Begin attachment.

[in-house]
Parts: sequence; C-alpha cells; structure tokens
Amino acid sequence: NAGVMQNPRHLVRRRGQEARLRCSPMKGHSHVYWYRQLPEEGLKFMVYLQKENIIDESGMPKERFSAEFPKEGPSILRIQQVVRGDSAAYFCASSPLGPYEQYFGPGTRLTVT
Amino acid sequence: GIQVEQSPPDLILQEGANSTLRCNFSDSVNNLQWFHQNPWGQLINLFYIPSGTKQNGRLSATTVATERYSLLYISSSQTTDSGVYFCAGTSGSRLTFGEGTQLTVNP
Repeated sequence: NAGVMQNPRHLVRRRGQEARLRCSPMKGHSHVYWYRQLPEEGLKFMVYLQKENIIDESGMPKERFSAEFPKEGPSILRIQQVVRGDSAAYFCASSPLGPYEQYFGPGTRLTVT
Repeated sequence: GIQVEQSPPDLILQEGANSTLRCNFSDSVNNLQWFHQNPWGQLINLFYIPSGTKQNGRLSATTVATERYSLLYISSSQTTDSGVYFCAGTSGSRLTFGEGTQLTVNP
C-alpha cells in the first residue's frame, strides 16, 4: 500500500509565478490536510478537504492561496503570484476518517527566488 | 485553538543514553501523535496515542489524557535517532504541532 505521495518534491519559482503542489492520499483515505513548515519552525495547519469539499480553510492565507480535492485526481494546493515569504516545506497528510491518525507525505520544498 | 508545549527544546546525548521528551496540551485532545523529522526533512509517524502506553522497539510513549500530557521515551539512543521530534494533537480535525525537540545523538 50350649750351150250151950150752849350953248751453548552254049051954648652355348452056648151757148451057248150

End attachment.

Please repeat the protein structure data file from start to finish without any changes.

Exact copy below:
[in-house]
Parts: sequence; C-alpha cells; structure tokens
Amino acid sequence: NAGVMQNPRHLVRRRGQEARLRCSPMKGHSHVYWYRQLPEEGLKFMVYLQKENIIDESGMPKERFSAEFPKEGPSILRIQQVVRGDSAAYFCASSPLGPYEQYFGPGTRLTVT
Amino acid sequence: GIQVEQSPPDLILQEGANSTLRCNFSDSVNNLQWFHQNPWGQLINLFYIPSGTKQNGRLSATTVATERYSLLYISSSQTTDSGVYFCAGTSGSRLTFGEGTQLTVNP
Repeated sequence: NAGVMQNPRHLVRRRGQEARLRCSPMKGHSHVYWYRQLPEEGLKFMVYLQKENIIDESGMPKERFSAEFPKEGPSILRIQQVVRGDSAAYFCASSPLGPYEQYFGPGTRLTVT
Repeated sequence: GIQVEQSPPDLILQEGANSTLRCNFSDSVNNLQWFHQNPWGQLINLFYIPSGTKQNGRLSATTVATERYSLLYISSSQTTDSGVYFCAGTSGSRLTFGEGTQLTVNP
C-alpha cells in the first residue's frame, strides 16, 4: 500500500509565478490536510478537504492561496503570484476518517527566488 | 485553538543514553501523535496515542489524557535517532504541532 505521495518534491519559482503542489492520499483515505513548515519552525495547519469539499480553510492565507480535492485526481494546493515569504516545506497528510491518525507525505520544498 | 508545549527544546546525548521528551496540551485532545523529522526533512509517524502506553522497539510513549500530557521515551539512543521530534494533537480535525525537540545523538 50350649750351150250151950150752849350953248751453548552254049051954648652355348452056648151757148451057248150